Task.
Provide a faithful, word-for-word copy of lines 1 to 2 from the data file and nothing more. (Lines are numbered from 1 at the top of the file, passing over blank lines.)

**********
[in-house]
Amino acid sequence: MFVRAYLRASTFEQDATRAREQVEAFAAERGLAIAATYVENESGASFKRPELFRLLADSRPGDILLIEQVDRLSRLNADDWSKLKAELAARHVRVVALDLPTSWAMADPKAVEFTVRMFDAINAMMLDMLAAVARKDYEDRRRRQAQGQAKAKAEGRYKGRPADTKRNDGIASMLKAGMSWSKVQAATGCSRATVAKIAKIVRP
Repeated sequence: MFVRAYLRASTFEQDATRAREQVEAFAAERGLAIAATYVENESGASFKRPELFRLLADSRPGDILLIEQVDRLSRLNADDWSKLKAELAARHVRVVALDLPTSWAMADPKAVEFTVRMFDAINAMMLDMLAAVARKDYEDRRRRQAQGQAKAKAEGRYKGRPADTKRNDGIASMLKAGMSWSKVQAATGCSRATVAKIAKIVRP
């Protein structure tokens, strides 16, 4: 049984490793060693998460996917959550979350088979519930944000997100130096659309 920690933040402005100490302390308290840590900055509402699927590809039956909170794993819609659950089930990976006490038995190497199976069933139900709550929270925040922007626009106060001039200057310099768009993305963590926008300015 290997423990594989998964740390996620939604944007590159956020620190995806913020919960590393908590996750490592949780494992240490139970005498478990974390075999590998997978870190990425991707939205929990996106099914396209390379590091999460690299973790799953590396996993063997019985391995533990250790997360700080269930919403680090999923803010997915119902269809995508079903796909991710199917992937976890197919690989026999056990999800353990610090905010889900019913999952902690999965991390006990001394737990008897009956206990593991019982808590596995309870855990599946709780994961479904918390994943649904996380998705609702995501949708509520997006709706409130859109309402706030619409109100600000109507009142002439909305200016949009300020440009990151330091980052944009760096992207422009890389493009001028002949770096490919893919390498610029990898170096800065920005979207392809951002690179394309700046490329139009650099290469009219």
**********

[in-house]
Amino acid sequence: MFVRAYLRASTFEQDATRAREQVEAFAAERGLAIAATYVENESGASFKRPELFRLLADSRPGDILLIEQVDRLSRLNADDWSKLKAELAARHVRVVALDLPTSWAMADPKAVEFTVRMFDAINAMMLDMLAAVARKDYEDRRRRQAQGQAKAKAEGRYKGRPADTKRNDGIASMLKAGMSWSKVQAATGCSRATVAKIAKIVRP